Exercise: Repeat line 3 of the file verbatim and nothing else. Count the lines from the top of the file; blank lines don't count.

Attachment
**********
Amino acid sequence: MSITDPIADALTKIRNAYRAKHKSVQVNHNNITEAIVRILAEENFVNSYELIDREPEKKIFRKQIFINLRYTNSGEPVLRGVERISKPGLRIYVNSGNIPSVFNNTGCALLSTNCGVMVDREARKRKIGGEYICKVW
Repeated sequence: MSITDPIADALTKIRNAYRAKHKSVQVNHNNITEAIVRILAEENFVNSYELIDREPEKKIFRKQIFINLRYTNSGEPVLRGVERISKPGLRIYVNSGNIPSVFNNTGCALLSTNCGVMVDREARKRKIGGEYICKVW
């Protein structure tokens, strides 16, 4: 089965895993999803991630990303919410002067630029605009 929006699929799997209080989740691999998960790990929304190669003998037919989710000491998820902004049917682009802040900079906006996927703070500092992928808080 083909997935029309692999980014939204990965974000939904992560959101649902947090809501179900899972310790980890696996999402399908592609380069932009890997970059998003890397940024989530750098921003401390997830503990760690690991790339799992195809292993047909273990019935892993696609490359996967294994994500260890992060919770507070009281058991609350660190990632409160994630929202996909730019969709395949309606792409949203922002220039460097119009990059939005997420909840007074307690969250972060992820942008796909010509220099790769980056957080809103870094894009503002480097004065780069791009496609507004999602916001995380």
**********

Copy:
């Protein structure tokens, strides 16, 4: 089965895993999803991630990303919410002067630029605009 929006699929799997209080989740691999998960790990929304190669003998037919989710000491998820902004049917682009802040900079906006996927703070500092992928808080 083909997935029309692999980014939204990965974000939904992560959101649902947090809501179900899972310790980890696996999402399908592609380069932009890997970059998003890397940024989530750098921003401390997830503990760690690991790339799992195809292993047909273990019935892993696609490359996967294994994500260890992060919770507070009281058991609350660190990632409160994630929202996909730019969709395949309606792409949203922002220039460097119009990059939005997420909840007074307690969250972060992820942008796909010509220099790769980056957080809103870094894009503002480097004065780069791009496609507004999602916001995380």